Tablet, 500 mg
Injection, 250 mg (sodium salt)
Sulfadiazine and sulfisoxazole are intermediate-acting sulfonamides with broad spectrum activity against a wide range of Gram-positive and Gram-negative organisms. They are readily absorbed from the gastrointestinal tract and widely distributed in the body. The serum half-life is 10-12 hours. After partial acetylation in the liver they are excreted in the urine.
Secondary prevention of rheumatic fever.
Adults: 1 g daily in 2 divided doses.
Children: 150 mg/kg/day in 2 divided doses.
Contraindications: Hypersensitivity to sulfonamides; severe renal or hepatic function impairment; porphyria; first trimester pregnancy.
Precautions: The red blood cell count should be monitored regularly throughout therapy to detect signs of bone-marrow depression. Any patient suspected of being sensitive to sulfonamides should never receive them again. Presumptive signs include skin rashes and evidence of haemolysis such as dark urine and purpura.
Sulfadiazine is less soluble in urine than many other sulfonamides. High urinary output must be maintained and patients should be advised to drink 1.0-1.5 litres of alkaline water daily.
Use in pregnancy: Sulfadiazine is contraindicated during the first trimester. Administration of sulfonamides can induce severe hypersensitivity reactions in the mother. Their action in displacing bilirubin from protein-binding sites has given rise to concern. Based on data derived from premature neonates, sulfonamides may promote kernicterus. Although they readily cross the placental barrier there is no conclusive evidence that the fetus is at risk.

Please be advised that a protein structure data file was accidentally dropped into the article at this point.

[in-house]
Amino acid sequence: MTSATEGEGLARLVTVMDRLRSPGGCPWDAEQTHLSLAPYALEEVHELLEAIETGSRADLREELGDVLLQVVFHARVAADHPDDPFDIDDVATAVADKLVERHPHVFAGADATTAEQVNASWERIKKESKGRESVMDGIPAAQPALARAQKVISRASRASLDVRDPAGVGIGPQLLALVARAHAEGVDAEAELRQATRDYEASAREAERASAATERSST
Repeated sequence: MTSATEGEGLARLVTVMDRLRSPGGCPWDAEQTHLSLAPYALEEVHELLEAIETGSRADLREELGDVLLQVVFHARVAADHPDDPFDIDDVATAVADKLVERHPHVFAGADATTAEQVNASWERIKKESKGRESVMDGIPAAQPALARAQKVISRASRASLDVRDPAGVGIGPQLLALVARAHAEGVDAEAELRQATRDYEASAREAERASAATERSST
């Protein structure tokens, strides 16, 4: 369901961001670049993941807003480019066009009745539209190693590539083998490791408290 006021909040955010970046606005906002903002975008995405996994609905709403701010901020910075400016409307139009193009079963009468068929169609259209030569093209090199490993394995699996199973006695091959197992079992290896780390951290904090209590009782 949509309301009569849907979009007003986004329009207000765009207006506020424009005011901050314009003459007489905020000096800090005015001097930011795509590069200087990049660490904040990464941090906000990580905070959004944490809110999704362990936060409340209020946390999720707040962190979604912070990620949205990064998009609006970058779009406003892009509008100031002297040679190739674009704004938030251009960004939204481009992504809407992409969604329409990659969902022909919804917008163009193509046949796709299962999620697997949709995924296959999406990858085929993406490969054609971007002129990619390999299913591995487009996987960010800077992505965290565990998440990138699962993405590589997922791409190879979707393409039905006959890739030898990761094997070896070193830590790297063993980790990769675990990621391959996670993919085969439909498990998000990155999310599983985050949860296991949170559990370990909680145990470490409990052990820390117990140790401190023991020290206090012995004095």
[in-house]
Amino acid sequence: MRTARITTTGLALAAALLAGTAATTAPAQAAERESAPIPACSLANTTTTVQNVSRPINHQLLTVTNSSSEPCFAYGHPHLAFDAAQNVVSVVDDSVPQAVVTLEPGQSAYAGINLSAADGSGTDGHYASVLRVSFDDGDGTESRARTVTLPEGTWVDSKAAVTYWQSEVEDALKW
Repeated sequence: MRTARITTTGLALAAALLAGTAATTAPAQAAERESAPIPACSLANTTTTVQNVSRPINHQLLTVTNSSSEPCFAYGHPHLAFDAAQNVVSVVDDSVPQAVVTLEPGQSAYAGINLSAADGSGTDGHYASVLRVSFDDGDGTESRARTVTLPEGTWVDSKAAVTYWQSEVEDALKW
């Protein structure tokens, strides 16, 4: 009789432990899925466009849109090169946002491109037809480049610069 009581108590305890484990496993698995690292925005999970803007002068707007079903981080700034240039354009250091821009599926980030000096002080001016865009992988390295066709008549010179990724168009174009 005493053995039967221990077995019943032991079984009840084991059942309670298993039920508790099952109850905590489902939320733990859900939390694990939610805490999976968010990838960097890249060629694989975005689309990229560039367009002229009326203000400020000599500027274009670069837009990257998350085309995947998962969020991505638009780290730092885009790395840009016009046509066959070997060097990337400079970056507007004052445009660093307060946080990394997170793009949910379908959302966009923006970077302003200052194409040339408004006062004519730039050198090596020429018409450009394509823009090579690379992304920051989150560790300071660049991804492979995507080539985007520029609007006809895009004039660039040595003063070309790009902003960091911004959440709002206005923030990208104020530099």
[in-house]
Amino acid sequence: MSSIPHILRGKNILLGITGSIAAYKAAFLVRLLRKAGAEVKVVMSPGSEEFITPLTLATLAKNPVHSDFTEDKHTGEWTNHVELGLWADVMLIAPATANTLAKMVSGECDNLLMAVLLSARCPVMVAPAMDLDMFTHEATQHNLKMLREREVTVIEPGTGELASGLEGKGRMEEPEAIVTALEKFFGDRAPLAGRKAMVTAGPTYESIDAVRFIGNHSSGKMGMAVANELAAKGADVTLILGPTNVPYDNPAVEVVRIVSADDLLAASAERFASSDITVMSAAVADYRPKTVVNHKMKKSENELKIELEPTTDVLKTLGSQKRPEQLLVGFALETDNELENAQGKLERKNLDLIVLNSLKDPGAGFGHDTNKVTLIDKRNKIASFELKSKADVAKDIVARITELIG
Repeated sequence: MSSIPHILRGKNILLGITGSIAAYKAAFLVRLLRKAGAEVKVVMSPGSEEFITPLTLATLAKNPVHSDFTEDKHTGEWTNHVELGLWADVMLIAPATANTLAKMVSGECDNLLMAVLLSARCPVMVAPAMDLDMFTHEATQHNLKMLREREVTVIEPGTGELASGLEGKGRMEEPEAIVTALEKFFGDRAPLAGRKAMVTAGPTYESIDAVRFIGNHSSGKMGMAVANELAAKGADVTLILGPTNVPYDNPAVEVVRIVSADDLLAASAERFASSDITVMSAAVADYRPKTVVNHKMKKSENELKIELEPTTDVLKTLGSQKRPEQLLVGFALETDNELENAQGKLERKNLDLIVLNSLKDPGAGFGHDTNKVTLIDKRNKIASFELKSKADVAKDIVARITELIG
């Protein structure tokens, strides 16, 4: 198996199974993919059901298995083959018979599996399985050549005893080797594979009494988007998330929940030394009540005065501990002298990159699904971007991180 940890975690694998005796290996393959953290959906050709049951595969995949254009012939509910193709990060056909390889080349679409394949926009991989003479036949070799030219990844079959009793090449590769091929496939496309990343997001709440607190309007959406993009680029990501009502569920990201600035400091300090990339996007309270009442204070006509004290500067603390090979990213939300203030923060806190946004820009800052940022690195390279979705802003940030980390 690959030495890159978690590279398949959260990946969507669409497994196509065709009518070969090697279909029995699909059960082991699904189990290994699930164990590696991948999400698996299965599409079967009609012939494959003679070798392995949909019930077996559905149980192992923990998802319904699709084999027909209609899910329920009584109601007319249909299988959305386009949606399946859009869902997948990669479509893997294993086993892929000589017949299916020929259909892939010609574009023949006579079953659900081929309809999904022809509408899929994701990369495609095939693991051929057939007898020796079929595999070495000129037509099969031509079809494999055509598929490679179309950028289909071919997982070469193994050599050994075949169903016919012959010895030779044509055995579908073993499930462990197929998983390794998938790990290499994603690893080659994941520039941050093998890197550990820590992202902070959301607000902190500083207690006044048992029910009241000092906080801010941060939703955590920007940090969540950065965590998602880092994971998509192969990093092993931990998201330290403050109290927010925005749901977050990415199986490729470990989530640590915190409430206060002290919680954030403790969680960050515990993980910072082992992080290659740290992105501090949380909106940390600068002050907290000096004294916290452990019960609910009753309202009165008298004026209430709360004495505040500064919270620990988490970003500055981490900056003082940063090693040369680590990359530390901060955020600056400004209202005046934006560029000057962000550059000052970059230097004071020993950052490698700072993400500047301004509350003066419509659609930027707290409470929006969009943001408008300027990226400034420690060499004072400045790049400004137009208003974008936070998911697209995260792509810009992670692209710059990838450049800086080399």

Adverse effects: Nausea, vomiting, diarrhoea and headache sometimes occur.
Sulfonamide-induced hypersensitivity reactions, although uncommon, may be severe. They include rare life-threatening cutaneous reactions such as erythema multiform (Stevens-Johnson syndrome) and toxic epidermal necrolysis. Crystalluria may result in dysuria, renal colic, haematuria and acute renal obstruction.
Other infrequent reactions include granulocytopenia, agranulocytosis, aplastic anaemia, thrombocytopenic purpura and toxic hepatitis. Occasionally, haemolysis may occur in individuals deficient in glucose-6-phosphate dehydrogenase.
Drug Interactions: Concomitant administration of other drugs that interfere with folic acid metabolism (other than pyrimethamine) should be avoided whenever possible.
Overdosage: Continuous forced diuresis may be beneficial and an alkaline urine should be maintained. Treatment is otherwise symptomatic.
Storage: Preparations should be stored protected from light.